VERDICT: FALSE In the forum of the candidates for the Resident Police Station in Washington, DC, Luis Roberto Piñero, candidate for the Puerto Rican Independence Party, said that “the manufacturing tax is extremely high” for those local entrepreneurs trying to produce raw materials.
“One of the problems in Puerto Rico is that Puerto Rican entrepreneurs can get a very cheap raw material in different parts of Puerto Rico, but when producing it here, the manufacturing tax is extremely high. That when compared to bringing the product made from the United States, it is not convenient for the Puerto Rican businessman to do it here, ”said the candidate.
Roberto Piñero’s expressions came after proposing to reduce that tax that he cited and impose one on products made in the United States.
The “manufacturing tax” does not exist.
In a post-debate consultation, Roberto Piñero argued that the manufacturing tax is certainly “not a concept that is regularly used in our vocabulary”, but that it was referring in the debate to “taxes in the manufacturing sector, which encompasses everything: the payments of taxes on income, on patents, and the tax of Law 154, which is an excise duty for transactions between subsidiaries of corporations that operate here with others that operate in other countries ”. “In Puerto Rico there is no manufacturing tax,” Kenneth Rivera Robles, the Authorized Public Accountant (CPA) and secretary of the Puerto Rico Industrial Association, told the Center for Investigative Journalism (CPI).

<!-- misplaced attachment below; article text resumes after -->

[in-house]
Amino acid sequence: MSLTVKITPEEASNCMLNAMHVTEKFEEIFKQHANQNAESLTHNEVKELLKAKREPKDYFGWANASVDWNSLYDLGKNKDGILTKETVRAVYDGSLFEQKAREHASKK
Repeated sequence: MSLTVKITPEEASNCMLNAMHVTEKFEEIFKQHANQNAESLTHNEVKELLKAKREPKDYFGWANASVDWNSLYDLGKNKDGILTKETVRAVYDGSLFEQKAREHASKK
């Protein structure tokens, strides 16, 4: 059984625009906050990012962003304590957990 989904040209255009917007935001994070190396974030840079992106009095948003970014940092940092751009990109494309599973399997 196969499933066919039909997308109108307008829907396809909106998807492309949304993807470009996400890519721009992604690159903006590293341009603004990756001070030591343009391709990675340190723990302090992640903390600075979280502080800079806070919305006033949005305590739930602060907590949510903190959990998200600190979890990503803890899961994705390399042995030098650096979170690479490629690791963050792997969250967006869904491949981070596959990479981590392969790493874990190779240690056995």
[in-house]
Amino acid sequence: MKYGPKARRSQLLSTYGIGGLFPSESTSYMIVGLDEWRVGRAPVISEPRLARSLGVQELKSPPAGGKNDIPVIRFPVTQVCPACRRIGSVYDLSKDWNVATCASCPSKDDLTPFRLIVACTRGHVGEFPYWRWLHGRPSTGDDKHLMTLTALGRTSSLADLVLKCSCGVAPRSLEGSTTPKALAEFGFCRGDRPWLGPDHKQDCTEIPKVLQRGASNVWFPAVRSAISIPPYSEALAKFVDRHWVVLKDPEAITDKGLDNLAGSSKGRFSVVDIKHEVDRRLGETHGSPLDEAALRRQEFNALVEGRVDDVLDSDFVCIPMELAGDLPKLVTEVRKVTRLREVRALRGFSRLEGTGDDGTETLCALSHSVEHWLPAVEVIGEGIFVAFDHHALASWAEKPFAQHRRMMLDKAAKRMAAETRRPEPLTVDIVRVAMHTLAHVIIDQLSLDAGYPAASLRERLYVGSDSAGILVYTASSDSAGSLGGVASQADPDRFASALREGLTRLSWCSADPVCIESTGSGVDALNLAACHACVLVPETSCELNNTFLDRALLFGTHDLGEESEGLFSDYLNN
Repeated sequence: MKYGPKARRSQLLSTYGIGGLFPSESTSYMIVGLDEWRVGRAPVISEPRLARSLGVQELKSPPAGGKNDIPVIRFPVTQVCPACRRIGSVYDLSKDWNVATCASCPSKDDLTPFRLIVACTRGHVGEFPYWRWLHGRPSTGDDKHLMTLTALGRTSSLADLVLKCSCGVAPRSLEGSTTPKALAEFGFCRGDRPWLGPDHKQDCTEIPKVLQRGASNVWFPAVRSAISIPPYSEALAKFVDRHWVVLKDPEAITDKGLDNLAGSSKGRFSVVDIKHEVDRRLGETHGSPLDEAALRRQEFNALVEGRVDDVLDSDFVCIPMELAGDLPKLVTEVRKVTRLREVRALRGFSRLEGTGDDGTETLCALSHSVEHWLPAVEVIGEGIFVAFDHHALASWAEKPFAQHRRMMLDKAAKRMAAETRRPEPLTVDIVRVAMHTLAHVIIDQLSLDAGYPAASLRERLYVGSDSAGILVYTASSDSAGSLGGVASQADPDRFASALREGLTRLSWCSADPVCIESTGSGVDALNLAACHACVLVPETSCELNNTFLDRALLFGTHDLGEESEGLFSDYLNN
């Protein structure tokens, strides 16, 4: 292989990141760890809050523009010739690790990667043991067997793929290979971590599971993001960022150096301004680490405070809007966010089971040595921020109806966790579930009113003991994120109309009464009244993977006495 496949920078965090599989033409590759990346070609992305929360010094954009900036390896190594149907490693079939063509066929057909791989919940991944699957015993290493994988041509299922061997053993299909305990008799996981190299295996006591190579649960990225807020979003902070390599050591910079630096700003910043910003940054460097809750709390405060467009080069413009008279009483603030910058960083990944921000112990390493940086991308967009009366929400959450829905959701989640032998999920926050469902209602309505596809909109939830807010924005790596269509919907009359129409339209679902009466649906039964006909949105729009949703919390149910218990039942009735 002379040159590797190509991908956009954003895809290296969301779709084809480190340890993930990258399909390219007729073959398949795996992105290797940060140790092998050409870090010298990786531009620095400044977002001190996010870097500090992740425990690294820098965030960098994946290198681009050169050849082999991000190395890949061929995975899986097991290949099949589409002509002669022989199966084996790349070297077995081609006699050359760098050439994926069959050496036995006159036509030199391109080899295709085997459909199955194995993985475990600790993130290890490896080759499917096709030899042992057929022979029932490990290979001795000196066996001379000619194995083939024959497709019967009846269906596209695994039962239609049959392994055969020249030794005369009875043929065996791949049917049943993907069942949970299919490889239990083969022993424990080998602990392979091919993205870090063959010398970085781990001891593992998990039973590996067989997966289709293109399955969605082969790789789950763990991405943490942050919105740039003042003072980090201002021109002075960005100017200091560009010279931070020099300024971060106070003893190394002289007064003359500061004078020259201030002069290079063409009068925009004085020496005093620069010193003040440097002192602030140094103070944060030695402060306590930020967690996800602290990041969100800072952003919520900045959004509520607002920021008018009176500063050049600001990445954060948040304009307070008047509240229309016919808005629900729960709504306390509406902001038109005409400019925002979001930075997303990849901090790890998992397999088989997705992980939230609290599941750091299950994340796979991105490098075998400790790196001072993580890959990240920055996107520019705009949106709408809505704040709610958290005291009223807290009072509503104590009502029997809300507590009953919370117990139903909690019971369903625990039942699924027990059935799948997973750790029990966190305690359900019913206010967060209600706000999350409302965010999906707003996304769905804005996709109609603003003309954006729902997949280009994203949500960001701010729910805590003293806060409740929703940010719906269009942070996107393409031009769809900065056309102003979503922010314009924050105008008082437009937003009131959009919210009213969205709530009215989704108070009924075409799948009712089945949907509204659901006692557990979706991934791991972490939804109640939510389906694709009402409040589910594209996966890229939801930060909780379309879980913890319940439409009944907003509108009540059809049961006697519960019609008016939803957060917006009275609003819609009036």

It was also confirmed by the president of the CPA College, Rosa Rodríguez, the president of the Liaison Committee with the College’s Manufacturing, Denisse Flores, and the economist José Caraballo Cueto.
“Under that premise [del candidato]We cannot say that there is a manufacturing tax ”, indicated Rodríguez.
Rivera Robles explained that in Puerto Rico there was an excise duty for general manufacturing until 2006, until the Sales and Use Tax (SUT) was implemented.
Piñero’s assertion is false because in his premise, the candidate argued that Puerto Rican businessmen are charged a high “manufacturing tax” for producing raw materials, when in reality such a tax does not exist.